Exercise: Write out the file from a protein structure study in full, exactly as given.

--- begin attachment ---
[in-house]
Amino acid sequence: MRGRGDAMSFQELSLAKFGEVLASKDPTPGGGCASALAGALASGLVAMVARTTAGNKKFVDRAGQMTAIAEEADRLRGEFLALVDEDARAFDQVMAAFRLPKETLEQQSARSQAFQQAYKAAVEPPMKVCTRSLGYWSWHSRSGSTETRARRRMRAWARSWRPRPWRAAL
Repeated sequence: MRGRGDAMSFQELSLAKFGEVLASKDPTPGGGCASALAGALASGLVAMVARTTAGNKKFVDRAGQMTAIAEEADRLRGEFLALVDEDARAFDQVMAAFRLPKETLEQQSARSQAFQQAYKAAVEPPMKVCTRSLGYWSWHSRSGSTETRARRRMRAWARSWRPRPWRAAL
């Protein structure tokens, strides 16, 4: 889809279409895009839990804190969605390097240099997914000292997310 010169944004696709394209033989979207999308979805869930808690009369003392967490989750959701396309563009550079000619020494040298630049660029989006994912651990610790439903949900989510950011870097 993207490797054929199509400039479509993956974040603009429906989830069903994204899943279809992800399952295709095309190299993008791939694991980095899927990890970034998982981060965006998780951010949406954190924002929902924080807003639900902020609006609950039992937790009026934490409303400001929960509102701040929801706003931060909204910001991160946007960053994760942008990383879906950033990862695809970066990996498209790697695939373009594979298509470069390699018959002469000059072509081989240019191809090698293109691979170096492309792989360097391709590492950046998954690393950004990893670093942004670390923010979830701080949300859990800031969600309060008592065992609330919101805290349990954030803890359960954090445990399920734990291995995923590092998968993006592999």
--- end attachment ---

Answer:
[in-house]
Amino acid sequence: MRGRGDAMSFQELSLAKFGEVLASKDPTPGGGCASALAGALASGLVAMVARTTAGNKKFVDRAGQMTAIAEEADRLRGEFLALVDEDARAFDQVMAAFRLPKETLEQQSARSQAFQQAYKAAVEPPMKVCTRSLGYWSWHSRSGSTETRARRRMRAWARSWRPRPWRAAL
Repeated sequence: MRGRGDAMSFQELSLAKFGEVLASKDPTPGGGCASALAGALASGLVAMVARTTAGNKKFVDRAGQMTAIAEEADRLRGEFLALVDEDARAFDQVMAAFRLPKETLEQQSARSQAFQQAYKAAVEPPMKVCTRSLGYWSWHSRSGSTETRARRRMRAWARSWRPRPWRAAL
């Protein structure tokens, strides 16, 4: 889809279409895009839990804190969605390097240099997914000292997310 010169944004696709394209033989979207999308979805869930808690009369003392967490989750959701396309563009550079000619020494040298630049660029989006994912651990610790439903949900989510950011870097 993207490797054929199509400039479509993956974040603009429906989830069903994204899943279809992800399952295709095309190299993008791939694991980095899927990890970034998982981060965006998780951010949406954190924002929902924080807003639900902020609006609950039992937790009026934490409303400001929960509102701040929801706003931060909204910001991160946007960053994760942008990383879906950033990862695809970066990996498209790697695939373009594979298509470069390699018959002469000059072509081989240019191809090698293109691979170096492309792989360097391709590492950046998954690393950004990893670093942004670390923010979830701080949300859990800031969600309060008592065992609330919101805290349990954030803890359960954090445990399920734990291995995923590092998968993006592999």